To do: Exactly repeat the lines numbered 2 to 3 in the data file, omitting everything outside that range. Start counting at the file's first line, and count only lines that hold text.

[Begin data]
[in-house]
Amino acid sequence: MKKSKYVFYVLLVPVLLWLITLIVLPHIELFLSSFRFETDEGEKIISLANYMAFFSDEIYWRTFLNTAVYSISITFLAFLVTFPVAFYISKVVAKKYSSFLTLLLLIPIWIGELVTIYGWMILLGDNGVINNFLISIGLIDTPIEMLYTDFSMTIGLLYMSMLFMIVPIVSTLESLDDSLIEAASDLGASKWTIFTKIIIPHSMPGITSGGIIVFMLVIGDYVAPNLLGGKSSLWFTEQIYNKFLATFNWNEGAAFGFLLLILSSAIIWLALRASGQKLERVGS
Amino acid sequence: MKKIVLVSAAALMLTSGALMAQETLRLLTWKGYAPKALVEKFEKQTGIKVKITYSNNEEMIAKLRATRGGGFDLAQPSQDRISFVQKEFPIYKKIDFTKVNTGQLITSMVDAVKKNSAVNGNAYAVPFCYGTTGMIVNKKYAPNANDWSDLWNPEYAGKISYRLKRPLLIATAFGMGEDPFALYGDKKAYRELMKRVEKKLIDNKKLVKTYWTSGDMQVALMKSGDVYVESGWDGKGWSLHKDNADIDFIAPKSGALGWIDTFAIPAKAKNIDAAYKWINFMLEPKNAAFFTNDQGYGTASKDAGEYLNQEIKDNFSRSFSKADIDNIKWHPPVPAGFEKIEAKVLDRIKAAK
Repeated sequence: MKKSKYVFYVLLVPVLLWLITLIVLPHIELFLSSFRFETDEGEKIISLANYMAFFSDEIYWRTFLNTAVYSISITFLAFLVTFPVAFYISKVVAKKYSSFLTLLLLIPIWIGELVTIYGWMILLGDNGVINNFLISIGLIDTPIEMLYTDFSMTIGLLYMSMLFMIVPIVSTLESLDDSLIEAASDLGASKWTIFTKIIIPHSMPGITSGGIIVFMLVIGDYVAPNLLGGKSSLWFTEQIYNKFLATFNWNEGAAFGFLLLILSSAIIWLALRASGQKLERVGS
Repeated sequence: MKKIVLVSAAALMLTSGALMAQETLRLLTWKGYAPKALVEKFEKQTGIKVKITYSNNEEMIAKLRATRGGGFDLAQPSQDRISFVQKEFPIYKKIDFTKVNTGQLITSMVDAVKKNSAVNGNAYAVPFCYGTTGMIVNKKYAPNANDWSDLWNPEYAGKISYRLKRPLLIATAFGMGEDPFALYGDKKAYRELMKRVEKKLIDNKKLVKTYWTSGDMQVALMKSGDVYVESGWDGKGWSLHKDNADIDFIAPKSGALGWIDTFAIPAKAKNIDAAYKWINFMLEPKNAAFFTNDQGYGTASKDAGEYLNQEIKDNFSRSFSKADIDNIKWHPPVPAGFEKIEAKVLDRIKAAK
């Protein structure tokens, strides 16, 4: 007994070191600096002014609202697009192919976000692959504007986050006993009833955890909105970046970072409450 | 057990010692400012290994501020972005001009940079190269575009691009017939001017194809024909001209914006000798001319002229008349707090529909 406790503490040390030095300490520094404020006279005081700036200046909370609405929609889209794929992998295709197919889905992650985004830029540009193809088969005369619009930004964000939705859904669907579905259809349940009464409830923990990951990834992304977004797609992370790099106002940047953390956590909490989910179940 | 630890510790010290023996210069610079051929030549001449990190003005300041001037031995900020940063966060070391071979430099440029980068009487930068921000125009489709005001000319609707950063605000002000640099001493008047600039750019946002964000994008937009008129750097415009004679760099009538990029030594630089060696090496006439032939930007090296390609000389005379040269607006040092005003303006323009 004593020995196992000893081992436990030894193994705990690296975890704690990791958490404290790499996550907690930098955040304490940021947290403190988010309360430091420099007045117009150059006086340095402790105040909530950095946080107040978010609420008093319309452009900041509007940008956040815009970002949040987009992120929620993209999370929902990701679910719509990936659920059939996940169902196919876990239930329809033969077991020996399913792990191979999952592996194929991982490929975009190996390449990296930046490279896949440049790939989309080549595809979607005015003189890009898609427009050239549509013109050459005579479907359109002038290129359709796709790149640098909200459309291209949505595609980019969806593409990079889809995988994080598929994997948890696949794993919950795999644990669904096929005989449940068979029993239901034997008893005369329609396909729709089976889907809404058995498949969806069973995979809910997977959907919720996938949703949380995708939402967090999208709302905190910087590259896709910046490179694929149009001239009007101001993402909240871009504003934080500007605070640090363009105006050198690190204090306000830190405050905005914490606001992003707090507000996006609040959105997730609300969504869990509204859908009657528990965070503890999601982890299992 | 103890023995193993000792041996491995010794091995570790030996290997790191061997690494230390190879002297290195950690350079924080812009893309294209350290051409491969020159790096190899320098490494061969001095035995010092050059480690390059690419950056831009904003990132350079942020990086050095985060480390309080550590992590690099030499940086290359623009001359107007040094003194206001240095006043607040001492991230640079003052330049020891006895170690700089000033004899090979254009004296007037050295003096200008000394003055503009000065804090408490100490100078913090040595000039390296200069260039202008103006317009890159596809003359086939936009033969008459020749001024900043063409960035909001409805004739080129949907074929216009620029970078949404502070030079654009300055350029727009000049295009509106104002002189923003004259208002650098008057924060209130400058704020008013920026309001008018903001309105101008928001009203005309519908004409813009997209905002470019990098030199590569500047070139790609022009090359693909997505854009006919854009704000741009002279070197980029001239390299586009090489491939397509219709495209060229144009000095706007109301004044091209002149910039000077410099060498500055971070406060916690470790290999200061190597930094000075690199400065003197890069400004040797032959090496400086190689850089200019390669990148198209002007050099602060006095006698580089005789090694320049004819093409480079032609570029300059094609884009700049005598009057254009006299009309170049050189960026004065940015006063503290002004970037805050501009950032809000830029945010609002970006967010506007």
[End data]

Amino acid sequence: MKKSKYVFYVLLVPVLLWLITLIVLPHIELFLSSFRFETDEGEKIISLANYMAFFSDEIYWRTFLNTAVYSISITFLAFLVTFPVAFYISKVVAKKYSSFLTLLLLIPIWIGELVTIYGWMILLGDNGVINNFLISIGLIDTPIEMLYTDFSMTIGLLYMSMLFMIVPIVSTLESLDDSLIEAASDLGASKWTIFTKIIIPHSMPGITSGGIIVFMLVIGDYVAPNLLGGKSSLWFTEQIYNKFLATFNWNEGAAFGFLLLILSSAIIWLALRASGQKLERVGS
Amino acid sequence: MKKIVLVSAAALMLTSGALMAQETLRLLTWKGYAPKALVEKFEKQTGIKVKITYSNNEEMIAKLRATRGGGFDLAQPSQDRISFVQKEFPIYKKIDFTKVNTGQLITSMVDAVKKNSAVNGNAYAVPFCYGTTGMIVNKKYAPNANDWSDLWNPEYAGKISYRLKRPLLIATAFGMGEDPFALYGDKKAYRELMKRVEKKLIDNKKLVKTYWTSGDMQVALMKSGDVYVESGWDGKGWSLHKDNADIDFIAPKSGALGWIDTFAIPAKAKNIDAAYKWINFMLEPKNAAFFTNDQGYGTASKDAGEYLNQEIKDNFSRSFSKADIDNIKWHPPVPAGFEKIEAKVLDRIKAAK